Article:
tsr allele 1






• Terminal filaments present

• Pupal-lethal

• Semi-lethal at 25 ˚C, 21 males eclose

• Terminal filaments present

but quickly die (13.8% semi-survival rate,

• Pupal-lethal

n = 458*); 27.7% survival rate at 18 ˚C, only males survive and appear healthy (n = 411*), but are sterile. • Terminal filaments present


• Semi-viable at 25 ˚C, 21% survival

• Viable at 25 ˚C; (n = 192*)

rate (n = 114*); only males survive

• All females sterile (31 tested),

at 25 ˚C (only males survive, n = 3,069*);

and are sterile (8 tested).

some males fertile (51 tested)

2.8% survival rate at 18 ˚C (n = 2,067*);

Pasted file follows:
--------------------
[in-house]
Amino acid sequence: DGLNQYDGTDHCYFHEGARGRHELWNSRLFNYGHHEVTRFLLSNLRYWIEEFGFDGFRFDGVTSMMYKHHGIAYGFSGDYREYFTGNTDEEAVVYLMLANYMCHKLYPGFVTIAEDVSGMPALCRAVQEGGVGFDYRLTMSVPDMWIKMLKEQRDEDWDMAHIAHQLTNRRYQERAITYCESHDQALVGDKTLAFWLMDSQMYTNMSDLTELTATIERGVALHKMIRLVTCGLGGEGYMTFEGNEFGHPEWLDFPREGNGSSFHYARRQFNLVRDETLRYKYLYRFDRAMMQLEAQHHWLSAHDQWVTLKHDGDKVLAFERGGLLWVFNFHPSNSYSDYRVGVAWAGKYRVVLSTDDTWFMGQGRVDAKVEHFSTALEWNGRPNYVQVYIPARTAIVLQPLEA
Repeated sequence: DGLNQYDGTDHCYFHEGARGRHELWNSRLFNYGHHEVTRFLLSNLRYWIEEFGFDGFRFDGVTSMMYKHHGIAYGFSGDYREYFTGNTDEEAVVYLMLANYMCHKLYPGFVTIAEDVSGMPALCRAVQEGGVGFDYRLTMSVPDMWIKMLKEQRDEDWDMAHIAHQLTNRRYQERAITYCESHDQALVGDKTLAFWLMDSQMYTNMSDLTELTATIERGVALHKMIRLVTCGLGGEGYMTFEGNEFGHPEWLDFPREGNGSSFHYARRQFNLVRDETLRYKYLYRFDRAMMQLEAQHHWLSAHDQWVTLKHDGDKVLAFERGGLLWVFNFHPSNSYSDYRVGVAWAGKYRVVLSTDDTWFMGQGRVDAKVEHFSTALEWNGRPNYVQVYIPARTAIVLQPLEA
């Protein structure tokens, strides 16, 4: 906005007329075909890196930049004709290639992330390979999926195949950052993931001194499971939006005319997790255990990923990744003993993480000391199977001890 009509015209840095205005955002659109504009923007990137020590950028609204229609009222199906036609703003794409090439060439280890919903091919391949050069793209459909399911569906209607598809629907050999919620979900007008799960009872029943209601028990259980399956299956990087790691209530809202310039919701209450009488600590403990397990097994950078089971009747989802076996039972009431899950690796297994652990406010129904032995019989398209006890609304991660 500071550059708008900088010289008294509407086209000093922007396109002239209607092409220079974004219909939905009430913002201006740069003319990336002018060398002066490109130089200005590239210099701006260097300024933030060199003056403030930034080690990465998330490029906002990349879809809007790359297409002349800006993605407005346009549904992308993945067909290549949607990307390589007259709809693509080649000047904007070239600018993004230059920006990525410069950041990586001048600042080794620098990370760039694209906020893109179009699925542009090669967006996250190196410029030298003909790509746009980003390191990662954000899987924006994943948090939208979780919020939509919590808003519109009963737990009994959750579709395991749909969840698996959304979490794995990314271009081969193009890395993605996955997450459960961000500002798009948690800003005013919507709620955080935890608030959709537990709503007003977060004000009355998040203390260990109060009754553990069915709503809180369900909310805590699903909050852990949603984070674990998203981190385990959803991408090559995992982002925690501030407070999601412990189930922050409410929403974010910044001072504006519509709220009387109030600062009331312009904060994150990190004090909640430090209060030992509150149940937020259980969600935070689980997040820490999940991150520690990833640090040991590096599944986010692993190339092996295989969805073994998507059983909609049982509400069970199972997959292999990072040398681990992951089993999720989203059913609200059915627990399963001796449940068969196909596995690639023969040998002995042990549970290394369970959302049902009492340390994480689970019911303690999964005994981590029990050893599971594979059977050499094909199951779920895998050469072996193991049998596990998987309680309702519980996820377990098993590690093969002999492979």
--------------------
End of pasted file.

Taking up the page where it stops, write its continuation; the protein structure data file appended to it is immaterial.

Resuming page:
• Viable at 18 ˚C (n = 365*)

• Terminal filaments present

some males fertile (44 tested);

• Semi-lethal — 0.4% survival rate

lethality occurs at pupal stage • Sterile at both 25 ˚C and 18 ˚C

females sterile (65 tested); defective

• Terminal filaments do not form at 25 ˚C,

border-cell migration

but form at 18 ˚C

• Terminal filaments present

• Bristle defect more severe at 25 ˚C than at 18 ˚C